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Energy Is Only One Part of the Building Inspector’s World

Health and safety come first, and flexibility rules

Posted on Feb 17 2010 by Lynn Underwood, GBA Advisor

Recently a Green Building Advisor blog post made some statements about the building inspector that, in my opinion, maligned the profession and were unwarranted. It occurred to me that if a professional peer could make such a faux pas, perhaps I should clarify the role that building inspectors play in assuring energy efficiency in buildings.

Building codes cover safety, sanitation, structural integrity, AND energy efficiency
Building inspectors enforce laws that cover everything from flagpoles to communications towers; hunting cabins to high-rise buildings; single-family homes to high schools, hospitals, and NFL football stadiums.

Inspectors enforce codes that cover architectural, fire, and life safety, means of egress, as well as all types of structural materials and conditions for each of these types of building elements. Building inspectors enforce each trade applied to a building: plumbing, electrical, mechanical, fuel gas, and other types of installations. They are certified by examination to demonstrate proficiency in each skill set. An inspector has more than a dozen model code books in his library; some of these are over 900 pages long. Except for the maps and tables, the energy provisions of the IRCInternational Residential Code. The one- and two-family dwelling model building code copyrighted by the International Code Council. The IRC is meant to be a stand-alone code compatible with the three national building codes—the Building Officials and Code Administrators (BOCA) National code, the Southern Building Code Congress International (SBCCI) code and the International Conference of Building Officials (ICBO) code. are a mere six pages long.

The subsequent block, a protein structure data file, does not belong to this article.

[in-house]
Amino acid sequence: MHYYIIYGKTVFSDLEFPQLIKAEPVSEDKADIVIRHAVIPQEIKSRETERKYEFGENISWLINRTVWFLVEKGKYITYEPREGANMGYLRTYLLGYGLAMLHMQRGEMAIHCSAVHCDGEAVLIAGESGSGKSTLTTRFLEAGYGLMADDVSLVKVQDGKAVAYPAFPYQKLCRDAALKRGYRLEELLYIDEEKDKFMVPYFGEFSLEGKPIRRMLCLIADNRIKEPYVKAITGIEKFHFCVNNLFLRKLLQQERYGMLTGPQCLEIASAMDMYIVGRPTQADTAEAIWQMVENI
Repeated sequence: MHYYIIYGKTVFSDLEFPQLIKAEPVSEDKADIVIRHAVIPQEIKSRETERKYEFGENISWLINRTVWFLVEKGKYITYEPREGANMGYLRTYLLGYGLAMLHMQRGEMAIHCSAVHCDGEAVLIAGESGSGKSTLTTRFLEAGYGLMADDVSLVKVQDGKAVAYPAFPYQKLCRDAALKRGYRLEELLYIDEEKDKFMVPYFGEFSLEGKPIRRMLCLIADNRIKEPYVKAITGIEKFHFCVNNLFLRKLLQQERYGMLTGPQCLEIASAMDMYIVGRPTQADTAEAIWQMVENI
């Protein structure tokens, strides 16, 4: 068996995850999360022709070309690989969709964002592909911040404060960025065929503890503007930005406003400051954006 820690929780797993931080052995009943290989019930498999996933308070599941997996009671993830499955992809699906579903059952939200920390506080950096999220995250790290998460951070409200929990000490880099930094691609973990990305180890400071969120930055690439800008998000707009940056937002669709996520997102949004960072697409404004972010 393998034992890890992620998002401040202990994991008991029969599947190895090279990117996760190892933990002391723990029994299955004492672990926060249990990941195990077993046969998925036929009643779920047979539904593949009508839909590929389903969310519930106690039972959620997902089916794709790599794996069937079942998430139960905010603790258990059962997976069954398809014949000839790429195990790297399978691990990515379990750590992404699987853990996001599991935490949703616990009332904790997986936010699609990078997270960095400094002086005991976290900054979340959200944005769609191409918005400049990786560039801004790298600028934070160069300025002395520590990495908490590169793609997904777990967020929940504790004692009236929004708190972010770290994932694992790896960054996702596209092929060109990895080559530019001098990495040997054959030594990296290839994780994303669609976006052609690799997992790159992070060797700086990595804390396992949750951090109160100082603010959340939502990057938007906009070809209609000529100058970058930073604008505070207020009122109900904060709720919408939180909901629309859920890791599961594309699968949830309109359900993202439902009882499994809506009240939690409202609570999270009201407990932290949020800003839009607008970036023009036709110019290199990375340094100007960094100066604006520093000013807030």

But that is just the easy part—the prescriptive element—of their job
Because building codes can never predict the circumstances in each and every construction project, building inspectors must use judgment in applying the code. They achieve judgment through years of enforcing the code and considering the intent behind a requirement. Because the code is updated every three years, the spirit of the law is just as valid as the letter of the law. With judgment and experience, inspectors work with builders to achieve the intent of the prescriptive parts of the code.

What exactly is the legal nature of the code?
The code is never law unless some jurisdiction (city, county, town, or state) adopts it by reference. There are normally amendments that the inspector must be aware of—changes from that model code. The nature of this law is that the building official (the building inspector's boss) has some latitude to apply the code instead of always enforcing the letter of the law (see Are Green Building Materials Approved by the Building Code?). So, when someone claims that the energy code requires the use of R-38 in the ceiling, that may be true, generally, but it could be false if there is a circumstance where a similar method or material meets the intent of the code. Much of the IECC International Energy Conservation Code. is written in performance language, not prescriptive. There is no "all or nothing" in any building code! There are only shades of gray.